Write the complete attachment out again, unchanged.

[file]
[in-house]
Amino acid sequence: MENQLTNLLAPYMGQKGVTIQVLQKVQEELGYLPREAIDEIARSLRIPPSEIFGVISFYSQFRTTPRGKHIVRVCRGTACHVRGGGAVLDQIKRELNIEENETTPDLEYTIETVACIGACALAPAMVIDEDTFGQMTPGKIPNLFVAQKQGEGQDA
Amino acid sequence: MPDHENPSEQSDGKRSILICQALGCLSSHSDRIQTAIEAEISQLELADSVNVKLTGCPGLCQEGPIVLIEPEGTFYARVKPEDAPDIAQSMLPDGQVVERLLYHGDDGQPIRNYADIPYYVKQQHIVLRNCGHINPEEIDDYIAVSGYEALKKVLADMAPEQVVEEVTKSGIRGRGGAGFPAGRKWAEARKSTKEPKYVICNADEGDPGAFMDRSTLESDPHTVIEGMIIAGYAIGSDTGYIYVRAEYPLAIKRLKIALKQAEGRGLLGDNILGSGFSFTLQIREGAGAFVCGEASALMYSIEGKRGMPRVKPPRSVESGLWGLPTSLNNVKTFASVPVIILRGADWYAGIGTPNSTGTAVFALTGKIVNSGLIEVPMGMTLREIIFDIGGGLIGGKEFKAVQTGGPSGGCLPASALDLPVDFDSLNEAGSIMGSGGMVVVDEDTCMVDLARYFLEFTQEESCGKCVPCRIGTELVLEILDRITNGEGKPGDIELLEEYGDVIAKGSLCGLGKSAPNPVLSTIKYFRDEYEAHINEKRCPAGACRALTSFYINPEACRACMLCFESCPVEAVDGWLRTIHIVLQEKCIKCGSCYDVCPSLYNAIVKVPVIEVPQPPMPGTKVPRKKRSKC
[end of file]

[in-house]
Amino acid sequence: MENQLTNLLAPYMGQKGVTIQVLQKVQEELGYLPREAIDEIARSLRIPPSEIFGVISFYSQFRTTPRGKHIVRVCRGTACHVRGGGAVLDQIKRELNIEENETTPDLEYTIETVACIGACALAPAMVIDEDTFGQMTPGKIPNLFVAQKQGEGQDA
Amino acid sequence: MPDHENPSEQSDGKRSILICQALGCLSSHSDRIQTAIEAEISQLELADSVNVKLTGCPGLCQEGPIVLIEPEGTFYARVKPEDAPDIAQSMLPDGQVVERLLYHGDDGQPIRNYADIPYYVKQQHIVLRNCGHINPEEIDDYIAVSGYEALKKVLADMAPEQVVEEVTKSGIRGRGGAGFPAGRKWAEARKSTKEPKYVICNADEGDPGAFMDRSTLESDPHTVIEGMIIAGYAIGSDTGYIYVRAEYPLAIKRLKIALKQAEGRGLLGDNILGSGFSFTLQIREGAGAFVCGEASALMYSIEGKRGMPRVKPPRSVESGLWGLPTSLNNVKTFASVPVIILRGADWYAGIGTPNSTGTAVFALTGKIVNSGLIEVPMGMTLREIIFDIGGGLIGGKEFKAVQTGGPSGGCLPASALDLPVDFDSLNEAGSIMGSGGMVVVDEDTCMVDLARYFLEFTQEESCGKCVPCRIGTELVLEILDRITNGEGKPGDIELLEEYGDVIAKGSLCGLGKSAPNPVLSTIKYFRDEYEAHINEKRCPAGACRALTSFYINPEACRACMLCFESCPVEAVDGWLRTIHIVLQEKCIKCGSCYDVCPSLYNAIVKVPVIEVPQPPMPGTKVPRKKRSKC